There have been a number of iconic racing liveries over the course of history – JPS and Gulf spring immediately to mind – and every historic racing fan has his or her favorite. But few are as downright awesome as Martini. The Italian vermouth label has sponsored everything from Lancias to Fords, but many of its very awesomest have been Porsches. Like this bitchin' 917/LH.

This long-tail version (Langheck in German) of the all-conquering 917 racer was fielded twice at Le Mans: once by Porsche Salzburg in 1970, and once by Martini Racing (which gave it its enduring paintjob) in 1971. It qualified first and second at those respective runnings, but proved fragile over the course of the 24-hour race and failed to finish both times.

The overall results don't mean that this isn't a devastatingly beautiful example of motor racing history, or that it's anything less than priceless. Better check it out in our gallery of images from the show floor before it's secreted back off to Porsche Museum in Stuttgart.

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      • 3 Years Ago
      • 3 Years Ago
      This and the Viper would have to be the most exciting cars at the autoshow, in my opinion. Also, it should be noted that this car is actually the 1971 model of the Langheck 917. The 1970 and 1971 models were much improved over the '69 model in terms of aerodynamics and were actually quite stable at speed. This, in no small part, was due to the fact that the '70 and '71 models actually produced downforce like their wedge-tailed Kurzheck brethren, albeit not as much downforce. The '69 model actually had a positive lift coefficient and the back end would begin to lift at above 200 mph, both in the long and short tail configurations of the time. With the newer '70 and '71 models of the 917 K and L, each car had its compromises. The L had the better aerodynamics and subsequent top speed, but the K model had even greater downforce, better handling (both due to downforce and the shorter tail which made for a less rear biased weight distribution), and it ran cooler due to the open rear design, which made it more reliable. The Pink Pig 917/20 was actually a fairly good compromose between the two designs with speeds closer to that of the L with handling similar to the K, albeit it's major downfall was it couldn't provide ample cooling to the brakes resulting it brake failure and its subsequent crash. Then of course, after the Porsche 917 spyder, there was the Can-Am turbo panzers: The 917/10 and the 917/30. Absolute monsters, those were. It's a shame that in every single series the car raced in, it could no longer compete due to regulations. The saying "the flame that burns twice as bright burns half as long," comes to mind with the car's short but hugely successful racing history. It would've been amazing to see where both Porsche and Ferrari could've gone with their 5.0L monster cars, although, I guess one could say that the answer lies in the Porsche 956, and it's quite obvious from the shape where its design roots came from, and that's an entirely different success story right there. Either way, the 917 in all of its iteration, has to be my most favorite car of all time. Truly a sight to behold and to hear! Off the top of my head I can't remember if it was Joe Siffert or Jackie Oliver who said it, but one of the drivers was quoted as saying that the '71 L car was so stable at speed that they could take the Mulsanne kink flat out while driving with one hand on the wheel... or 248mph in 1971!!!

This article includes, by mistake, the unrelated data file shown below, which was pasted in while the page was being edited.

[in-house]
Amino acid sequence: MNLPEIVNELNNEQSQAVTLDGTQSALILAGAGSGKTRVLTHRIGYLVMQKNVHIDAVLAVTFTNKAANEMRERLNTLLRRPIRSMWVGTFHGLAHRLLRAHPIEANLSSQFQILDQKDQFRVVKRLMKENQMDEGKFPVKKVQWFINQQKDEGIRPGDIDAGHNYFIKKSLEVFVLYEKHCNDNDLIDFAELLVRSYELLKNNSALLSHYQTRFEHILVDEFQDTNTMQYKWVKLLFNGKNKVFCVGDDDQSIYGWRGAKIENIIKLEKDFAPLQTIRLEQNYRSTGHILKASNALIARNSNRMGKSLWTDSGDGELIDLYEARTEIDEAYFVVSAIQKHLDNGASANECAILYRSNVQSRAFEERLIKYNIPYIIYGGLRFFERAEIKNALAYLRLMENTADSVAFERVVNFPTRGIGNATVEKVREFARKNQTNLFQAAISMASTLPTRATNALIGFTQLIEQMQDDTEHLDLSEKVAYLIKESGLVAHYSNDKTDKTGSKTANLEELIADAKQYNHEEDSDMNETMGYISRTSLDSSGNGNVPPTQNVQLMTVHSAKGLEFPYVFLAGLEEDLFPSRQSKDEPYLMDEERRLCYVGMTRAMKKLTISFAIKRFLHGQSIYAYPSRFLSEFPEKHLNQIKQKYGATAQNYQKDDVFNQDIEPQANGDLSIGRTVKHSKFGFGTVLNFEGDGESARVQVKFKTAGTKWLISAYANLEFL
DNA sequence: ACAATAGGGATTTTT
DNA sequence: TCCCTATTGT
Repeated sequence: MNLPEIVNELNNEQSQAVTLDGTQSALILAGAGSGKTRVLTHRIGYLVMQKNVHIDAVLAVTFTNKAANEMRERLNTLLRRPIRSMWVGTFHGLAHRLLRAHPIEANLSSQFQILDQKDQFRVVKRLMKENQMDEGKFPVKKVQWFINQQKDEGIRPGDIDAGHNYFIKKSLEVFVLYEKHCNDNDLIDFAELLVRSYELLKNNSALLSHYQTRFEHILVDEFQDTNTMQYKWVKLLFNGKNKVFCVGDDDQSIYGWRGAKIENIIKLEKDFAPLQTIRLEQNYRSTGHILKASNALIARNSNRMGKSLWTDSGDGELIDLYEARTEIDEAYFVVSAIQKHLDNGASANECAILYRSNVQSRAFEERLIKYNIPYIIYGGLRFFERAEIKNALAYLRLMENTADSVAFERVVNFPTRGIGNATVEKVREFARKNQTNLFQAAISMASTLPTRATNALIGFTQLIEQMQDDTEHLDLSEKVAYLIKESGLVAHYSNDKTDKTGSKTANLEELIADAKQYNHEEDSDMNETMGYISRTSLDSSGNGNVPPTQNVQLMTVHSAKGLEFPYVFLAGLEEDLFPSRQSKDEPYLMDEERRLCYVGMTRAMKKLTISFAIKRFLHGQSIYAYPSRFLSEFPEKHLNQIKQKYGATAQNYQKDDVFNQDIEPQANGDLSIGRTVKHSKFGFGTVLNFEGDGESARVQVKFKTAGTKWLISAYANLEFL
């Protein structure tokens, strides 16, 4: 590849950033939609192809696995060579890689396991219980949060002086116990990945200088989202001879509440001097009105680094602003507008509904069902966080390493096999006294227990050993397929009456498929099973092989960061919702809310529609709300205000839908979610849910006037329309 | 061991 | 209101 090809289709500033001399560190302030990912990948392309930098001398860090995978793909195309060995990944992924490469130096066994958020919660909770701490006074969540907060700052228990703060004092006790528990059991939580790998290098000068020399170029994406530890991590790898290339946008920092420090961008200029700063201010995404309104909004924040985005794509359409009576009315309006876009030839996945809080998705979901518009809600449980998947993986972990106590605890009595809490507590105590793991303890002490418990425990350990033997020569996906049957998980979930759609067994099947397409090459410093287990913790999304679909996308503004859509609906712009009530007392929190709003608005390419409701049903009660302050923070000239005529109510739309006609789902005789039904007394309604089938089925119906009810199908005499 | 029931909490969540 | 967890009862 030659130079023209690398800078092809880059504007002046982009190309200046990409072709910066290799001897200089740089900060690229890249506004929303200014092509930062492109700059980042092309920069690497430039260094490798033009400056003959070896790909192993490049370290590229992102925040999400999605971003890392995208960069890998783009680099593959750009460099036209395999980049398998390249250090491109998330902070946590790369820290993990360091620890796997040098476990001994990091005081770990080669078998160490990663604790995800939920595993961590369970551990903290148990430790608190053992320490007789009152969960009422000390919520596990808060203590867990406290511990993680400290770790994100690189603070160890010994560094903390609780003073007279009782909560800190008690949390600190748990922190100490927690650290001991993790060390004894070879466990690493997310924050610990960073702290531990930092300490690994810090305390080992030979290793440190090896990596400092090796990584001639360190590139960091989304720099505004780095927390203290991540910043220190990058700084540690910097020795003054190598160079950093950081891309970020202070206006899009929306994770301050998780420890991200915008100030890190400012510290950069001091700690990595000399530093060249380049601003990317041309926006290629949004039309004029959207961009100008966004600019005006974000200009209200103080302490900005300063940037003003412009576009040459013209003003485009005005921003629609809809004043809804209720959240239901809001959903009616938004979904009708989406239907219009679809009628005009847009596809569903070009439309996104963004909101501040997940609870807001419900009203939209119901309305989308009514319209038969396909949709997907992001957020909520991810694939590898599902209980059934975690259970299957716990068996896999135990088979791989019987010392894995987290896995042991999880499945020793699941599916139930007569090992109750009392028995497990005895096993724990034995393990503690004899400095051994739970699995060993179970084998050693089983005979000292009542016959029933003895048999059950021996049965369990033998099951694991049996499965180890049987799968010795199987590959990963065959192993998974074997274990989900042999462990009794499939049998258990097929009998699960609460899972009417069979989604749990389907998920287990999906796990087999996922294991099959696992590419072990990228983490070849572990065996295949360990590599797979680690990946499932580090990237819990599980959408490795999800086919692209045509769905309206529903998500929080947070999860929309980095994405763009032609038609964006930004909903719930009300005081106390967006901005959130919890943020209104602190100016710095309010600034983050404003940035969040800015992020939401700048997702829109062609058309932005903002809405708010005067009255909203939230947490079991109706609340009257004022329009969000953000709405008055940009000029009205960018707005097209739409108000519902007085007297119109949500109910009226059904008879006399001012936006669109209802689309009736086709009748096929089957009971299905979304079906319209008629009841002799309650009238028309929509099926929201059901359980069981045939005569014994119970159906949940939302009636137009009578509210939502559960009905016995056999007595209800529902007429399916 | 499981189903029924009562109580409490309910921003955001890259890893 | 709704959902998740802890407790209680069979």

• 3 Years Ago
      The Langheck was quite a contrast to the regular Kurz model. John Wyer preferred the Kurz model over the LH. The LH did have a definite top speed advantage over the Kurz. In any event, the 917 is iconic whether in short or longtail form. I have been reading some great books about the 917 over the winter by Gordon Wingrove and Anthony Pritchard. Both go into great detail about the development of the 917 from the first 25 Sports Prototypes to the K/LH and finally the Can Am versions. Truly, the 917 is one of the most beautiful designs ever to grace a racetrack. Still looks young and svelte even at 42 years old.
      • 3 Years Ago
      Awesome!!! This better still be there when I go next Thursday!
      • 3 Years Ago
      I actually drove this. Great car.
      • 3 Years Ago
      The 917s had a gauge on the dash. It was a pressure gauge and it should always read positive pressure. If you looked down (probably on a straight, on a straight you probably aren't doibg less than 150 in this thing) and the gauge read zero, you had BROKEN THE FRAME! Talk about engineering within an inch of its life. What a concept. What a CAR! Also possibly even better looking than Gulf colors.
      Michael Sexton
      • 3 Years Ago
      Saw them at Laguna Seca.....
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